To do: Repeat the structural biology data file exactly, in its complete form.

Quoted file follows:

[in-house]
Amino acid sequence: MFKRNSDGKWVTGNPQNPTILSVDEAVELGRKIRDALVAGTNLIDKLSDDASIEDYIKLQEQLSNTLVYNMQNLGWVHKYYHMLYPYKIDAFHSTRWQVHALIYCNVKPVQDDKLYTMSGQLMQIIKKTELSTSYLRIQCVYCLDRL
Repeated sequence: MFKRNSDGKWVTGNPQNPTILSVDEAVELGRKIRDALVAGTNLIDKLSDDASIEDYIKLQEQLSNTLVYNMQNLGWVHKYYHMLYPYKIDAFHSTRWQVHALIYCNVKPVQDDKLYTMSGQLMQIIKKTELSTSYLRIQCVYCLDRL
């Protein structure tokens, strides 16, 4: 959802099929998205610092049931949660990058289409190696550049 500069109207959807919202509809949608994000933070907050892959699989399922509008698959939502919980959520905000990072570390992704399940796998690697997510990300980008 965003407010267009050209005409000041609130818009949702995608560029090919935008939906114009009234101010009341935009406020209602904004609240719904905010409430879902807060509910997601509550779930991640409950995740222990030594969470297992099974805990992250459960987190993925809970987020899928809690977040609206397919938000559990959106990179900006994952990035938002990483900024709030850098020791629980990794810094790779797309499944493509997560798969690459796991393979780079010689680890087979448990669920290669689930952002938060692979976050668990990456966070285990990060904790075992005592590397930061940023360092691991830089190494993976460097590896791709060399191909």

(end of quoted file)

[in-house]
Amino acid sequence: MFKRNSDGKWVTGNPQNPTILSVDEAVELGRKIRDALVAGTNLIDKLSDDASIEDYIKLQEQLSNTLVYNMQNLGWVHKYYHMLYPYKIDAFHSTRWQVHALIYCNVKPVQDDKLYTMSGQLMQIIKKTELSTSYLRIQCVYCLDRL
Repeated sequence: MFKRNSDGKWVTGNPQNPTILSVDEAVELGRKIRDALVAGTNLIDKLSDDASIEDYIKLQEQLSNTLVYNMQNLGWVHKYYHMLYPYKIDAFHSTRWQVHALIYCNVKPVQDDKLYTMSGQLMQIIKKTELSTSYLRIQCVYCLDRL
């Protein structure tokens, strides 16, 4: 959802099929998205610092049931949660990058289409190696550049 500069109207959807919202509809949608994000933070907050892959699989399922509008698959939502919980959520905000990072570390992704399940796998690697997510990300980008 965003407010267009050209005409000041609130818009949702995608560029090919935008939906114009009234101010009341935009406020209602904004609240719904905010409430879902807060509910997601509550779930991640409950995740222990030594969470297992099974805990992250459960987190993925809970987020899928809690977040609206397919938000559990959106990179900006994952990035938002990483900024709030850098020791629980990794810094790779797309499944493509997560798969690459796991393979780079010689680890087979448990669920290669689930952002938060692979976050668990990456966070285990990060904790075992005592590397930061940023360092691991830089190494993976460097590896791709060399191909």